Predicting clinical deterioration in the hospital: the impact of outcome selection.

Link to article at PubMed

Predicting clinical deterioration in the hospital: the impact of outcome selection.

Resuscitation. 2012 Sep 25;

Authors: Churpek MM, Yuen TC, Edelson DP


BACKGROUND: Clinical deterioration of ward patients can result in intensive care unit (ICU) transfer, cardiac arrest (CA), and/or death. These different outcomes have been used to develop and test track and trigger systems, but the impact of outcome selection on the performance of prediction algorithms is unknown. METHODS: Patients hospitalized on the wards between November 2008 and August 2011 at an academic hospital were included in the study. Ward vital signs and demographic characteristics were compared across outcomes. The dataset was then split into derivation and validation cohorts. Logistic regression was used to derive four models (one per outcome and a combined outcome) for predicting each event within 24hours of a vital sign set. The models were compared in the validation cohort using the area under the receiver operating characteristic curve (AUC). RESULTS: A total of 59,643 patients were included in the study (including 109 ward CAs, 291 deaths, and 2,638 ICU transfers). Most mean vital signs within 24hours of the events differed statistically, with those before death being the most deranged. Validation model AUCs were highest for predicting mortality (range 0.73-0.82), followed by CA (range 0.74-0.76), and lowest for predicting ICU transfer (range 0.68-0.71). CONCLUSIONS: Despite differences in vital signs before CA, ICU transfer, and death, the different models performed similarly for detecting each outcome. Mortality was the easiest outcome to predict and ICU transfer the most difficult. Studies should be interpreted with these differences in mind.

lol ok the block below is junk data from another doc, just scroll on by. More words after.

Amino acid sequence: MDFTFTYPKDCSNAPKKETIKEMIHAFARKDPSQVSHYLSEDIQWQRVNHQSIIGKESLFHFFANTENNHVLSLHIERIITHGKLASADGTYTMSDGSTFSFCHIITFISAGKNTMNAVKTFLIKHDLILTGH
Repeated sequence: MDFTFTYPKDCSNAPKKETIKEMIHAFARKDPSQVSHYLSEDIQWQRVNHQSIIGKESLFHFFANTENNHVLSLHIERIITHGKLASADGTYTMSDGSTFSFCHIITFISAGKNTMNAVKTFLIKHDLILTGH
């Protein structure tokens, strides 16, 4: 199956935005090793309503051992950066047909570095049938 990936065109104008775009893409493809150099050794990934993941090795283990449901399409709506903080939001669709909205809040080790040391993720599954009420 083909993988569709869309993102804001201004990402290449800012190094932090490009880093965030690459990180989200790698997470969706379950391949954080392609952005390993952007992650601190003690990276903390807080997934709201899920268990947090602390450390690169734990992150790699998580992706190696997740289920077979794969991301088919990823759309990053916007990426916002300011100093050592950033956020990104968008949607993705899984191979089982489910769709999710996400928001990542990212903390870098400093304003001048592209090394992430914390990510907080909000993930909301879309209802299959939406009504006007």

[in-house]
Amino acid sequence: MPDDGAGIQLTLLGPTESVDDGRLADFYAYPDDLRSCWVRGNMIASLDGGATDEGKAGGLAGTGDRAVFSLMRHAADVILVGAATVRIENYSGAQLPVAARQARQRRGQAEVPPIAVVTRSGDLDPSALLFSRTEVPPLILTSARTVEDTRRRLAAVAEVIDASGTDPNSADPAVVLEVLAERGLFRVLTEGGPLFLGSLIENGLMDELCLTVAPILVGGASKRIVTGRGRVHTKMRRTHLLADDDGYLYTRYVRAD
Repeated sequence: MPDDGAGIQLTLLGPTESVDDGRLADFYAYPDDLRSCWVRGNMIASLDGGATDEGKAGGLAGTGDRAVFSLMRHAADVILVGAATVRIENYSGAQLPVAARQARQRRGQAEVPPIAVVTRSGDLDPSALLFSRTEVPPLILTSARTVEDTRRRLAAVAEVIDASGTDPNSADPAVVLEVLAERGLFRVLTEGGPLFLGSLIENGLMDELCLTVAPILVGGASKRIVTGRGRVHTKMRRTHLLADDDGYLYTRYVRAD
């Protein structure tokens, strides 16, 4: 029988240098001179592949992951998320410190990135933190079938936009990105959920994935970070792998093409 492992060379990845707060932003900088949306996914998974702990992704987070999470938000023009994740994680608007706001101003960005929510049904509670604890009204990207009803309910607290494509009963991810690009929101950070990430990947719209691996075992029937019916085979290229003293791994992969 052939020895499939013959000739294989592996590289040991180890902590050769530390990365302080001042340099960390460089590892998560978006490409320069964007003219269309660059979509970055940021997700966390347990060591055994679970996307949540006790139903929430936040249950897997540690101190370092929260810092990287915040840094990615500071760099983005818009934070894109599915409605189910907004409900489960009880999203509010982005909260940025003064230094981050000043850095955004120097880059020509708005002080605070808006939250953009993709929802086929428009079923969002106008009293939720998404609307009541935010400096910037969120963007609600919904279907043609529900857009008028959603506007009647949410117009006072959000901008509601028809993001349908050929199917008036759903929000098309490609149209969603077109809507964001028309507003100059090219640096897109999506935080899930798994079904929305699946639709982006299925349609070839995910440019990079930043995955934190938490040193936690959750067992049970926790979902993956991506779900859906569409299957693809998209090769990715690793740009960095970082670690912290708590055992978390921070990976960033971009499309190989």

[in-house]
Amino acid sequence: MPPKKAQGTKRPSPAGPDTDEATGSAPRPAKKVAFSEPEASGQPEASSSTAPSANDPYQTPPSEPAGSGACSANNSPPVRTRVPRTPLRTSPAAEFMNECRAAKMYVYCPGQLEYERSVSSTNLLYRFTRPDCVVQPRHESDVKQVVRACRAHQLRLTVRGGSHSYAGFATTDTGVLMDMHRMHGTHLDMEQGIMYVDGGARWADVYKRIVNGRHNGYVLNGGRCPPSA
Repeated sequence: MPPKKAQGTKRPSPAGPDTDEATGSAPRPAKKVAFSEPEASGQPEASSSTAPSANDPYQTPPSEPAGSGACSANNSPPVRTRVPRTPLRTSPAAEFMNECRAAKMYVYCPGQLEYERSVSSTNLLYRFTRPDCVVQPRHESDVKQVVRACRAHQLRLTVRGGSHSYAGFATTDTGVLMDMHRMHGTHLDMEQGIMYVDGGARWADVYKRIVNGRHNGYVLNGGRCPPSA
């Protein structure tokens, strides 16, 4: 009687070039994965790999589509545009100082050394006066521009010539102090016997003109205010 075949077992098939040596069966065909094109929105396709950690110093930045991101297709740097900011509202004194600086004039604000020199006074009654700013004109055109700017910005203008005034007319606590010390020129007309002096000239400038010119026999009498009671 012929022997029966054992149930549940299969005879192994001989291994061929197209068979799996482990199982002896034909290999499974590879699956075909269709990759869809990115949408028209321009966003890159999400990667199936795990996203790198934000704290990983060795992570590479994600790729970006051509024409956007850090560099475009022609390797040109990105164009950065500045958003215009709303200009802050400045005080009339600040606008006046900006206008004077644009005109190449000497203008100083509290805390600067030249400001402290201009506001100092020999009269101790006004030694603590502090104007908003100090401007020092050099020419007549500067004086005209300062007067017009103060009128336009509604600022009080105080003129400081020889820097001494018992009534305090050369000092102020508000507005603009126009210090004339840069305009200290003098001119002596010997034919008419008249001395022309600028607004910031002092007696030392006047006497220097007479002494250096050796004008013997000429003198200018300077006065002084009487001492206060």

PMID: 23022075 [PubMed - as supplied by publisher]

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